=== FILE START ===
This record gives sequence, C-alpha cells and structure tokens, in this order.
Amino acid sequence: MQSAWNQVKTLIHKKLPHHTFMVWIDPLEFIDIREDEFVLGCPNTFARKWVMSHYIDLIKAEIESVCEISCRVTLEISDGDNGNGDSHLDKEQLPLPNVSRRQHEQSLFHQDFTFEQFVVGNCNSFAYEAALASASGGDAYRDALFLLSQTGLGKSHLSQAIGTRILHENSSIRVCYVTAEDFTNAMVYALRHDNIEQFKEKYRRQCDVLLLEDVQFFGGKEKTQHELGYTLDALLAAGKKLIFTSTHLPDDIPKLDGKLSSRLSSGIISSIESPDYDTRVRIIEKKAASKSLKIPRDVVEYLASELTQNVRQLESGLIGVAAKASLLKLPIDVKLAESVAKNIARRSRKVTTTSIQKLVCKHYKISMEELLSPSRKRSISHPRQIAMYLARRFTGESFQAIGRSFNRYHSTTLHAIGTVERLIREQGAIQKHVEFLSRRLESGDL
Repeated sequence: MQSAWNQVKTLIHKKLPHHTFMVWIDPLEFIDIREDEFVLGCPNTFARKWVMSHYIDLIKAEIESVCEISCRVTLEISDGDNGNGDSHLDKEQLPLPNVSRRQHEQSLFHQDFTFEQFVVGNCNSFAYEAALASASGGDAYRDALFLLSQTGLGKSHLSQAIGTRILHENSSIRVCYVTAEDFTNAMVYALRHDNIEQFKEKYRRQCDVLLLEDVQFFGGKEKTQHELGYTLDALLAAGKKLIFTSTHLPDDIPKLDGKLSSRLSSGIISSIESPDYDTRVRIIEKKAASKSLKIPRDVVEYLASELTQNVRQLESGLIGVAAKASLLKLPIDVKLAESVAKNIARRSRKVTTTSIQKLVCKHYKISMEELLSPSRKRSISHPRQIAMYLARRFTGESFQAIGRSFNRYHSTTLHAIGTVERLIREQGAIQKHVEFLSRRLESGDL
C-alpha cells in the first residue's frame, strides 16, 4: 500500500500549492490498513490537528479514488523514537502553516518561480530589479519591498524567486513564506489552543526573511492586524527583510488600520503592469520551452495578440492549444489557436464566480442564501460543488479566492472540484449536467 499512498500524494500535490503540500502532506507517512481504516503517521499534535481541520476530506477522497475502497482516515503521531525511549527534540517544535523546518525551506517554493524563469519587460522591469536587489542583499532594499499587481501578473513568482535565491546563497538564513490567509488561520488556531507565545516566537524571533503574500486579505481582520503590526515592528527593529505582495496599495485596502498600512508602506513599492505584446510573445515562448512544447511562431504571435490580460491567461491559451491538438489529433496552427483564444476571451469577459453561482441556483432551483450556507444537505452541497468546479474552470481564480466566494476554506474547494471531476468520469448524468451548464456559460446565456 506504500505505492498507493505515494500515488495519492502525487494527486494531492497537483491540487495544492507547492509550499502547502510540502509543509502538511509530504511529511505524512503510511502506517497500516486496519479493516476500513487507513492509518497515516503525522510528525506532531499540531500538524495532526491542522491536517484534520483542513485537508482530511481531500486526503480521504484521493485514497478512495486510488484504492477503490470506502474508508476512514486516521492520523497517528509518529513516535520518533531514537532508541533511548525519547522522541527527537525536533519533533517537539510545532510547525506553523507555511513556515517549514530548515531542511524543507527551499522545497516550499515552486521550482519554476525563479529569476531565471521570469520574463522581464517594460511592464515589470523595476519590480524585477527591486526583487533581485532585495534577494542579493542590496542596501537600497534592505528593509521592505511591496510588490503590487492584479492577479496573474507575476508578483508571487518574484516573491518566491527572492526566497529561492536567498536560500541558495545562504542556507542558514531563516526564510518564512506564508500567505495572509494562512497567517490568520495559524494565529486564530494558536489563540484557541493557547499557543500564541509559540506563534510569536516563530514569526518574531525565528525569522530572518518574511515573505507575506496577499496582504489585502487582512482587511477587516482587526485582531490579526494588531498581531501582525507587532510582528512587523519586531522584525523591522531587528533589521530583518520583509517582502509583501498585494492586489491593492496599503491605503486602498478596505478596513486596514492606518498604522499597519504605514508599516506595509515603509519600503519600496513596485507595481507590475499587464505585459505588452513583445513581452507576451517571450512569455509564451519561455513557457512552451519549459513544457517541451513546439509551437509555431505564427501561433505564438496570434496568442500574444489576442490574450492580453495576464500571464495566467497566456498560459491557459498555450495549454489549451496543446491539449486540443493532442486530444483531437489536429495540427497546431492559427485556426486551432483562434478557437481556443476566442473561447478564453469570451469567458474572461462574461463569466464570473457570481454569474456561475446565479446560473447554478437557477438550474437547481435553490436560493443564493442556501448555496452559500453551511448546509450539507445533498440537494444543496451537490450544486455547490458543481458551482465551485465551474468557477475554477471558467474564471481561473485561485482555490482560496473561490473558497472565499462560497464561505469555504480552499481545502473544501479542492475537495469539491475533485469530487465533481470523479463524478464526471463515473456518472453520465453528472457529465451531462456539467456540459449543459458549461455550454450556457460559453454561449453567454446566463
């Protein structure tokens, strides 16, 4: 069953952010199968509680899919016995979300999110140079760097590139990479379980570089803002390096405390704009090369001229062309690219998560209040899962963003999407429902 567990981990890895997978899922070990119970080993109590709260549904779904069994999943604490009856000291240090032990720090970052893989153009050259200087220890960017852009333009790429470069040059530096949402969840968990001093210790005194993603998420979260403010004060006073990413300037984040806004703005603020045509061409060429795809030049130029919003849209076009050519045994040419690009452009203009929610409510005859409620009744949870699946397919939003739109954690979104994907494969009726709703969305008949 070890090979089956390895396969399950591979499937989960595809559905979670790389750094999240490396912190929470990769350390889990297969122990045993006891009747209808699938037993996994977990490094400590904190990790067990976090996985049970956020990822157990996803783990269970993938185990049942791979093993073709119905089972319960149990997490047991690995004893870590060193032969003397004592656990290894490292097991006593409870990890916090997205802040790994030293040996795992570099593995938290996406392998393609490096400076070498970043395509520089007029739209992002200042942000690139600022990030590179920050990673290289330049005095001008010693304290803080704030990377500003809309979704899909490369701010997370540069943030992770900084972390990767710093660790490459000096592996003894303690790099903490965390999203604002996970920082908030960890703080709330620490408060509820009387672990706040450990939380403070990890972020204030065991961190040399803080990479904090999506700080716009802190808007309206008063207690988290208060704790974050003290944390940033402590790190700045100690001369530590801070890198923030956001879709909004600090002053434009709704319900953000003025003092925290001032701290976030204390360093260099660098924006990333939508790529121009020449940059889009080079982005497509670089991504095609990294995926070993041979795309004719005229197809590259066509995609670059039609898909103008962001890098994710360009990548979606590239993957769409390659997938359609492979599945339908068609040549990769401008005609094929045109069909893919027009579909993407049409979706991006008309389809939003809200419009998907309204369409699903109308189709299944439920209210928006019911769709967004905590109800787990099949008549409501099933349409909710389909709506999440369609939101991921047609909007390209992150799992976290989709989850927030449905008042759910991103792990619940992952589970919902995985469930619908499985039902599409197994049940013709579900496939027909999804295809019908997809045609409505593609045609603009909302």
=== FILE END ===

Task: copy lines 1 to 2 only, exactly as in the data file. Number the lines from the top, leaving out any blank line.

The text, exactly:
This record gives sequence, C-alpha cells and structure tokens, in this order.
Amino acid sequence: MQSAWNQVKTLIHKKLPHHTFMVWIDPLEFIDIREDEFVLGCPNTFARKWVMSHYIDLIKAEIESVCEISCRVTLEISDGDNGNGDSHLDKEQLPLPNVSRRQHEQSLFHQDFTFEQFVVGNCNSFAYEAALASASGGDAYRDALFLLSQTGLGKSHLSQAIGTRILHENSSIRVCYVTAEDFTNAMVYALRHDNIEQFKEKYRRQCDVLLLEDVQFFGGKEKTQHELGYTLDALLAAGKKLIFTSTHLPDDIPKLDGKLSSRLSSGIISSIESPDYDTRVRIIEKKAASKSLKIPRDVVEYLASELTQNVRQLESGLIGVAAKASLLKLPIDVKLAESVAKNIARRSRKVTTTSIQKLVCKHYKISMEELLSPSRKRSISHPRQIAMYLARRFTGESFQAIGRSFNRYHSTTLHAIGTVERLIREQGAIQKHVEFLSRRLESGDL